Other manifestations also seen in FAP patients have been reported in a small number of MAP patients: gastric FGP, lipomas, CHRPE, epidermoid cyst, DT, and thyroid carcinoma.60 Overall, the incidence of FAP-related manifestations in MAP patients is lower than in FAP patients.
As in the APC gene, genotype–phenotype associations have been described for the common MUTYH mutations. Some studies have observed that in accordance with the functionality assays that show a greater reduction in MUTYH glycosylase activity for p.Y179C as compared to p.G396D, patients with biallelic Y179C mutations are associated with a more aggressive phenotype (ie, earlier onset and a greater number of polyps) compared to biallelic G396D mutations.65,71,76,86 A recent study reported that the p.G396D variant is associated with the development of serrated polyps in MAP patients.76
Genetic testing algorithm
Biallelic MUTYH mutations should be suspected in patients with an attenuated form of adenomatous polyposis or classical FAP with a recessive pattern of inheritance. It should also be considered in CRC patients diagnosed before the age of 50 years, and in patients with multiple colonic polyps (>10, including both adenomatous and serrated ones) (Table 1).
Once an individual is found to carry biallelic MUTYH mutations, presymptomatic testing can be offered to first-degree relatives, especially to siblings, who have a 25% risk of carrying biallelic mutations. The risk of MAP in the children of MAP patients depends on the status of their reproductive partner.
Germline analysis usually comprises the two most common mutations (p.G396D and p.Y179C).14 Full-gene sequencing is recommended in: 1) individuals who are found to carry one of the two common mutations; 2) individuals whose ethnic ancestry is not Caucasian; and 3) individuals with Caucasian ancestry with a suggestive clinical presentation and a family history found to be negative for the common mutations. Since large deletions or duplications have been exceptionally reported in the MUTYH gene, there is no need for applying methods to analyze these mutations.14,87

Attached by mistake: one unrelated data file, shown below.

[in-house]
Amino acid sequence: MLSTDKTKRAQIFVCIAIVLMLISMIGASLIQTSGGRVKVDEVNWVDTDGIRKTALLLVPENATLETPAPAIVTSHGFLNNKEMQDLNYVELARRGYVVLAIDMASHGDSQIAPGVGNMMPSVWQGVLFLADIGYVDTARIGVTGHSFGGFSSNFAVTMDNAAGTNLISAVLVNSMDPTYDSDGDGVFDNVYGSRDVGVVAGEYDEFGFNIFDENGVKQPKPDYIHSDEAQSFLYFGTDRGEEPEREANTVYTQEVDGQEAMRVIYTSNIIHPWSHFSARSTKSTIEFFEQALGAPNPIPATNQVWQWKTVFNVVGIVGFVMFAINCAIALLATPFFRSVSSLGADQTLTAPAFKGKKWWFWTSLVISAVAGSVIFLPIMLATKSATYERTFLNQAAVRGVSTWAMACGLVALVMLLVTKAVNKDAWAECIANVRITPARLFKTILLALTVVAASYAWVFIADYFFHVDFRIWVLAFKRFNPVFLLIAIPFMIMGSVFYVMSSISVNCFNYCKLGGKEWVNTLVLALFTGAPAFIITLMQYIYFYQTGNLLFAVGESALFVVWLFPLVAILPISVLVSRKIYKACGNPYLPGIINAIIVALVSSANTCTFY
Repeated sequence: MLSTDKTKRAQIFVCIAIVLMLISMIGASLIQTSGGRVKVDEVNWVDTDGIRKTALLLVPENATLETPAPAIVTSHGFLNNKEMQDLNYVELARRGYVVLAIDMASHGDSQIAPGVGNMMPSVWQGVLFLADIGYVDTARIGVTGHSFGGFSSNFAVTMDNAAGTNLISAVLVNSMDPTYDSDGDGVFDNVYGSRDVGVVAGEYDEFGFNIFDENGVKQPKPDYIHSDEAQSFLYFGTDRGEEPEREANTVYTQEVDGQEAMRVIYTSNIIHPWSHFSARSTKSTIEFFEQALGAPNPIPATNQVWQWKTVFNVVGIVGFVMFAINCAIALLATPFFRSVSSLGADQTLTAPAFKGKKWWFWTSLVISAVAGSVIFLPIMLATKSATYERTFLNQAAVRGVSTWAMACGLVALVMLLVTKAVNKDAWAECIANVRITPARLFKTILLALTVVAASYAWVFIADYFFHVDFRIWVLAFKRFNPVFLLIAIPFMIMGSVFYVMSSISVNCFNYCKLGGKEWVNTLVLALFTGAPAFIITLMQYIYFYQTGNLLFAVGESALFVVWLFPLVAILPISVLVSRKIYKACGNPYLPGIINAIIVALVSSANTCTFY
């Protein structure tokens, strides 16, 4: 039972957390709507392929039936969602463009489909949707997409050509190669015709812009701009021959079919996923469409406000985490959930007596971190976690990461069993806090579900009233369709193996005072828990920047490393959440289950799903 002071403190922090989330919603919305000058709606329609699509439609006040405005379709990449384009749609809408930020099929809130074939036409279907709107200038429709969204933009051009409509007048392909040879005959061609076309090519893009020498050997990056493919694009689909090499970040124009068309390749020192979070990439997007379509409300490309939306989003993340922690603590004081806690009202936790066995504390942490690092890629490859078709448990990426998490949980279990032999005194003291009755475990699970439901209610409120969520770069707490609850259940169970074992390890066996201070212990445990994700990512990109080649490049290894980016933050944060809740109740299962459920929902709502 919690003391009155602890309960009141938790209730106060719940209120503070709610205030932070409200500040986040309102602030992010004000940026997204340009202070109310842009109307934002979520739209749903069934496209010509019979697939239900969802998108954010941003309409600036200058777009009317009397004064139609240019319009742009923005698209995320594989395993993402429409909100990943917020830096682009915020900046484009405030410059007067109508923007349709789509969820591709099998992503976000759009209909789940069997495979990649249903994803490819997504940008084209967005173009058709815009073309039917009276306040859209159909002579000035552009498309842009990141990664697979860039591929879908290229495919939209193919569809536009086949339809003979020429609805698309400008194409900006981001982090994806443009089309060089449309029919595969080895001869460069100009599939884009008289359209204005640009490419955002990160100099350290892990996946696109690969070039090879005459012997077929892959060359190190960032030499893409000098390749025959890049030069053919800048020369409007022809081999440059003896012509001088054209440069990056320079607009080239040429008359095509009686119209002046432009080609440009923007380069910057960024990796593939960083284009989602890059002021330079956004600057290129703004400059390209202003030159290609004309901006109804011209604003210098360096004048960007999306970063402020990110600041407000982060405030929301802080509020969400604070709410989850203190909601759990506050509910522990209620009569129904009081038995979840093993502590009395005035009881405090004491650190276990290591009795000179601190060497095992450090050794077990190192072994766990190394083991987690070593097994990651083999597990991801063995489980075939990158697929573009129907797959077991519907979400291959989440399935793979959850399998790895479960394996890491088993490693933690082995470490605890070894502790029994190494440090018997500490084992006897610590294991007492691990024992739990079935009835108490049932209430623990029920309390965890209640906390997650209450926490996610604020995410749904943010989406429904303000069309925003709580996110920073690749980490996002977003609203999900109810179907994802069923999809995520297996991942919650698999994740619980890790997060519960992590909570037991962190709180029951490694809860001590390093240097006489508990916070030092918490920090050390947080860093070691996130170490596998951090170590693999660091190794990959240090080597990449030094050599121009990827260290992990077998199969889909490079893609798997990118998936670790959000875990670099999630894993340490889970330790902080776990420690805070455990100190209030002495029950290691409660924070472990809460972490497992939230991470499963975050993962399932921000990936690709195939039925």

The suggested surveillance protocol for MAP patients is similar to that for patients with AFAP (Table 2).34 Individuals should undergo total colonoscopy every 2 years, starting at age 18–20 years and continuing lifelong. Colorectal polyps management is similar to that proposed for patients with AFAP. Because of the usual attenuated phenotype, in some patients it is possible to remove these polyps endoscopically. If surgery is required, decisions should be made as in AFAP.
Upper endoscopy starting at age of 25–30 years is recommended, following the same strategy described for AFAP. There is no evidence of the usefulness of any chemopreventive measure in this condition.
Currently, there is no evidence that justifies the screening for extraintestinal manifestations in patients with MAP.
Although still under debate, CRC screening in monoallelic mutation carriers is recommended for first-degree relatives of a patient with sporadic CRC.29
This work was supported by grants from the Plan Nacional de I+D+I y cofinanciado por el ISCIII-Subdirección General de Evaluación y el Fondo Europeo de Desarrollo Regional (FEDER) (PI10/00384; PI13/00719), and a grant from the Spanish Gastroenterology Association (Beca Gonzalo Miño). CIBERehd is funded by the Instituto de Salud Carlos III.
The authors report no conflicts of interest in this work.